Alfred Hitchcock was terrified of eggs. In 1963, he said: “I’m frightened of eggs, worse than frightened, they revolt me. That white round thing without any holes… have you ever seen anything more revolting than an egg yolk breaking and spilling its yellow liquid? Blood is jolly, red. But egg yolk is yellow, revolting. I’ve never tasted it.” This is what we can call a “foolish fear”. After all, why should a rich and successful film director be scared of an egg?
There is nothing foolish, however, about a fear of eggheads. I do not mean “eggheads” in the conventional sense, to denote extremely brainy persons and boffins. To be terrified of that sort of egghead would be as foolish as to be afraid of eggs. It is true that one might be frightened of a demented and power-crazed egghead about to press the knob on the Doomsday machine, but that is a rare event, and in general one is more likely to be scared by rampaging thicko barbarians than by eggheads.
The egghead it is not foolish to fear is the literal egghead. I mean, it is hard to imagine something genuinely more terrifying than a human body with an egg where its head ought to be. Picture it – a man or a woman, of average height, average build, averagely dressed, but with a neck tapering to a sort of eggcup formation, atop which rests an egg. Not some kind of giant human head-sized egg, but a common chicken egg, of the kind one buys by the half dozen in a carton. I don’t know about you, but if I was sashaying along the boulevard of an important city and came face to face with such an egghead, I would run away screaming.
We are used to heads that have eyes and a nose and a mouth and ears. However arrayed, fortuitously or in a somewhat lopsided manner, these are the features we associate with what we understand as a head. Human heads deformed by horrible accidents or mishaps at birth will still largely conform to a generic headness, as do, in their own ways, the heads of beasts and birds. Some insect heads, under a microscope, can appear alien and mildly alarming, but they retain a set of recognisable features with which we can become familiar and accommodate ourselves, particularly when we are reminded that they are grossly magnified and really quite tiny.
It is the awful blankness of the egghead that is so unnerving and ruinous to our sanity. That smooth, fragile shell, white or brown or sparsely speckled, admits of no features whatsoever. We cannot, Mr Potatohead-like, poke eyes and a nose and ears and a mouth in to it, for in so doing we would only crack the shell. And not only is it an awful blank, but its size is out of proportion to the body atop which it rests, somehow making it all the more frightening.
We must consider, too, that its smooth and featureless form robs it of senses. Without eyes, it cannot see. Without a nose, it cannot smell. Without ears, it cannot hear. Without a mouth, it cannot speak. Even if we allow that within the eerie shell there may lurk a brain, that brain would be tiny in comparison to the human brain, and, devoid of sensory stimulation, an unimaginable horror. In short, the egghead would be akin to a zombie. It is truly the stuff of nightmares.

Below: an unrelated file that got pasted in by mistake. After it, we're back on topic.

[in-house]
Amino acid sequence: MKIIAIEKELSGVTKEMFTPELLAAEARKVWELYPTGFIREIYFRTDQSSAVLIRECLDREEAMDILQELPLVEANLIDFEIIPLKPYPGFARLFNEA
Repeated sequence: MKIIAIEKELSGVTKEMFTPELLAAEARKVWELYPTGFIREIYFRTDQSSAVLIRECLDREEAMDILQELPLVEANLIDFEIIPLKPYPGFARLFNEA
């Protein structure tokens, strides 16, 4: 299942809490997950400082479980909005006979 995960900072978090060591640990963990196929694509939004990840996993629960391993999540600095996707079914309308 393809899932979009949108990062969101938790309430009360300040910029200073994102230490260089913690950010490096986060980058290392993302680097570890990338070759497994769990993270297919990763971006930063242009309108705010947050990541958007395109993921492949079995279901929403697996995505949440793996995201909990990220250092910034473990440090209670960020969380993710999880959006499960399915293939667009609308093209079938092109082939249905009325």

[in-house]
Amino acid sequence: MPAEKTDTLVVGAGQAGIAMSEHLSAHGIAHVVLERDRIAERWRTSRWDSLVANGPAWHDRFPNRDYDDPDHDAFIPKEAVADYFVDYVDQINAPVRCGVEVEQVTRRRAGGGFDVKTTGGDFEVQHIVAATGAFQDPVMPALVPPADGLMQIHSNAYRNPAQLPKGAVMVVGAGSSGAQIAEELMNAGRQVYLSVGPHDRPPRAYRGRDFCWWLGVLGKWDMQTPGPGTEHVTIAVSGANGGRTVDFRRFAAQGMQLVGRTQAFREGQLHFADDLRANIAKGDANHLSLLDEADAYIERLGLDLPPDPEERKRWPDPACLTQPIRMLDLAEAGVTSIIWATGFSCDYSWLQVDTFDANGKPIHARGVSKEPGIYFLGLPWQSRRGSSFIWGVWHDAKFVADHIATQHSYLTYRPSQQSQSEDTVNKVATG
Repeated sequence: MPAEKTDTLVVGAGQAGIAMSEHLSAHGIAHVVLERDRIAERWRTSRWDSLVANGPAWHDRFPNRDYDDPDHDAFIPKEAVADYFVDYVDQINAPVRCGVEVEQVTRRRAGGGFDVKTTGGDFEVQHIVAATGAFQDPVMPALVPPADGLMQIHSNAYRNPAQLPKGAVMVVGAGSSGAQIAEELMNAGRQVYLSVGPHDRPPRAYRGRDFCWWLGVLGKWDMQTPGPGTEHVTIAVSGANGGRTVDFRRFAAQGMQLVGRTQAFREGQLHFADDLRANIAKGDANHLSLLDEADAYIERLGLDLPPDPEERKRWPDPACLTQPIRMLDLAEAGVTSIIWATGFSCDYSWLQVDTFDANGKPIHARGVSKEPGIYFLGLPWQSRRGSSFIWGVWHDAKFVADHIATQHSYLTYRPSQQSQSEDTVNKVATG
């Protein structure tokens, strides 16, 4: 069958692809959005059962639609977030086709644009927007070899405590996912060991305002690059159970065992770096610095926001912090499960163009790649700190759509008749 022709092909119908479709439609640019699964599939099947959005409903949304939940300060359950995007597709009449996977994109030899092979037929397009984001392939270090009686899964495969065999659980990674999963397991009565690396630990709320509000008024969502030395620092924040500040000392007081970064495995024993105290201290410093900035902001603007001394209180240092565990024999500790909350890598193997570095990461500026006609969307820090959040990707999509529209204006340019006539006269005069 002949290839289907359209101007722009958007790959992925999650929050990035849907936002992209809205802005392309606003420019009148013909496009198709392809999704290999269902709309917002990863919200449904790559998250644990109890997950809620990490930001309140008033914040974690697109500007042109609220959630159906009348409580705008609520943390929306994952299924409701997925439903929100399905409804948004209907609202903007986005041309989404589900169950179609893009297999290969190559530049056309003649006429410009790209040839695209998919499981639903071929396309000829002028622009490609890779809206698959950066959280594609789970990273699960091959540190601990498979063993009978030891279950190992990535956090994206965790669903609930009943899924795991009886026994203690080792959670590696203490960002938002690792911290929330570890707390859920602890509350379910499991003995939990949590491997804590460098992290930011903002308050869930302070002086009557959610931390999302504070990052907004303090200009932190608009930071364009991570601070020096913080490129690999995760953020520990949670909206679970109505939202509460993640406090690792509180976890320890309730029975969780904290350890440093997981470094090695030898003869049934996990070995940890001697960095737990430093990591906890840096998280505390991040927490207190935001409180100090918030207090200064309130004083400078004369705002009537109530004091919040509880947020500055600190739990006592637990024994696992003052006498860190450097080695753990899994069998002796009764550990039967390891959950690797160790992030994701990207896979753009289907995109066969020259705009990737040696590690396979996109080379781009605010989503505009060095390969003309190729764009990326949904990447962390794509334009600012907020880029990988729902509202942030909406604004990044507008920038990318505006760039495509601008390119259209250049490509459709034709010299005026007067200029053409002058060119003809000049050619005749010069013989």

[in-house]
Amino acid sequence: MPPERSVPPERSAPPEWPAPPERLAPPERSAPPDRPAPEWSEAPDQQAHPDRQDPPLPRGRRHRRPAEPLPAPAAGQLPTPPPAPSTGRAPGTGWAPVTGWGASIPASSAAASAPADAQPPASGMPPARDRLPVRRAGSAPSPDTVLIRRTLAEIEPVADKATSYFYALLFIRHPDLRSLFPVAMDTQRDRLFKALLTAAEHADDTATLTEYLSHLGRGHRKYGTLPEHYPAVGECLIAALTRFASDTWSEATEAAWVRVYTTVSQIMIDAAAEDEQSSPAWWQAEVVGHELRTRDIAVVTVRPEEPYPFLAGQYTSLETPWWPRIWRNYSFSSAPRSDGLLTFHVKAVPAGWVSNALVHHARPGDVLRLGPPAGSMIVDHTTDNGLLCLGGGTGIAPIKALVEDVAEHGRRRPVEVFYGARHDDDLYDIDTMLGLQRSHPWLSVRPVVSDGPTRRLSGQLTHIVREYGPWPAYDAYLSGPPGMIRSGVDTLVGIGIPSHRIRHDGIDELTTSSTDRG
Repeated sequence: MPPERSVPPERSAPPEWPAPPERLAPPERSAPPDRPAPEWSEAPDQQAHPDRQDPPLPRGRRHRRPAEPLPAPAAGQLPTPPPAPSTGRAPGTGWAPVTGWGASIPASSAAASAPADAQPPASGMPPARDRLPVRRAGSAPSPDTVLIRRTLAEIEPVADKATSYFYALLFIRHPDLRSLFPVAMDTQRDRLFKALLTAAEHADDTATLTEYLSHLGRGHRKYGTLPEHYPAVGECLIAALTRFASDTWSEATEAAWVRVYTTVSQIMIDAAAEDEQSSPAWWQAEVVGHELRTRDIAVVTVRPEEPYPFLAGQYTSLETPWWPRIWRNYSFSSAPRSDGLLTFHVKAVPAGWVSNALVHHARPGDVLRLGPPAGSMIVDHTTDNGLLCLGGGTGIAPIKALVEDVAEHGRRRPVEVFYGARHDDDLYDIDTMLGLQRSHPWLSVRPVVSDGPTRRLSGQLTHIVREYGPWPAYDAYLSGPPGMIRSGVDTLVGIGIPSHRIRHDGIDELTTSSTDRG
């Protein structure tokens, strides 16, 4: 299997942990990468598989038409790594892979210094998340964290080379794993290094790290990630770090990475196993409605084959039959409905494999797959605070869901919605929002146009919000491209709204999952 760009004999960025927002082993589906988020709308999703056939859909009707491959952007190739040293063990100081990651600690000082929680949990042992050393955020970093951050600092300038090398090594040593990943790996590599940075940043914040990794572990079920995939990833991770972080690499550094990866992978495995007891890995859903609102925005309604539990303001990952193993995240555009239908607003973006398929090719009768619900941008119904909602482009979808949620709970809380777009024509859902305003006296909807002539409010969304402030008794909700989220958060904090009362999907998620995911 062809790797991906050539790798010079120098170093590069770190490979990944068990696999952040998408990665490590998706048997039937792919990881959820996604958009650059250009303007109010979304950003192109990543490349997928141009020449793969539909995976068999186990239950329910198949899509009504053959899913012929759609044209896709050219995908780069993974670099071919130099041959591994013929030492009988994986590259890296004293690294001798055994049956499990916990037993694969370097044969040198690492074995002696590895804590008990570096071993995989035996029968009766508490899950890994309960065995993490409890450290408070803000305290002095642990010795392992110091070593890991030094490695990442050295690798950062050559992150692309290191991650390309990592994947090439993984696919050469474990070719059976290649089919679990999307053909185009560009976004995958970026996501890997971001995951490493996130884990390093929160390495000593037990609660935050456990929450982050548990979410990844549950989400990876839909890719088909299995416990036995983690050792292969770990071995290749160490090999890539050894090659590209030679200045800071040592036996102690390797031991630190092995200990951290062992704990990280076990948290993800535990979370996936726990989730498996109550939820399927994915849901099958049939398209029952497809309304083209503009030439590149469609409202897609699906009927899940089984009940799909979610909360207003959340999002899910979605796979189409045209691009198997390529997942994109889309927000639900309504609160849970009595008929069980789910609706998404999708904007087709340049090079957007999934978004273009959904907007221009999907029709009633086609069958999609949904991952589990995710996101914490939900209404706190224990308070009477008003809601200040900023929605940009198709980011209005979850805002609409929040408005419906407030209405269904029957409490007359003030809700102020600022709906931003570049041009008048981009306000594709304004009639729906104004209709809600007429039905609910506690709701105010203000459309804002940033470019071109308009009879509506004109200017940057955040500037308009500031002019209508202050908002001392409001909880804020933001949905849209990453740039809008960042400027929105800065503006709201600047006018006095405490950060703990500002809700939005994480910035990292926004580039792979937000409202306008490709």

I count myself fortunate that I have never actually had a nightmare about eggheads. I hope I never will. But it strikes me that they could well prompt nightmares in others were they to be deployed in a blockbuster horror film. Attack Of The Eggheads From Outer Space has a pleasingly 1950s ring to it. One imagines the spaceship landing conveniently close to a major American city, and the eggheads rampaging through the streets trailing chaos in their wake. Though it is unclear how a zombie-being with an egg for a head might cause harm, other then by creating terror in those who see it lumbering towards them on an otherwise uneventful sunny day.
One could, alternatively, devise a film from the perhaps even more terrible perspective of the egghead itself. Our hero goes to bed one night and wakes up in the morning with an egg where his head used to be. This would be a suitable premise, not for a horror film, but for a piece of mawkish pap starring, inevitably, Robin Williams. Only he, I think, has the chops to make an audience weep at the plight of an egghead. Indeed, he has the talent – if one can call it that – to make believable a scene where the egghead itself weeps. But would its tears be yellow?
This brings us back to Hitchcock. Had he not been such a scaredy cat about eggs, he would surely have made the definitive egghead film, Eggheado, perhaps, or Eggheads By Eggheads West or To Catch An Egghead or The Thirty-Nine Eggheads or Dial E For Egghead or The Man Who Knew Too Many Eggheads or Eggheads On A Train or The Wrong Egghead or Eggheadbound or The Egghead Vanishes or Shadow Of An Egghead or even just The Eggheads. Hitchcock being Hitchcock, there would no doubt have been a scene where Tippi Hedren gets splattered with egg yolk. Or would it be revealed that her blonde hair is neither blonde nor hair, but an eruption of thin strings of egg yolk from what, in a heart-thumpingly suspenseful scene, we discover is not Tippi’s human head at all, but… an egghead!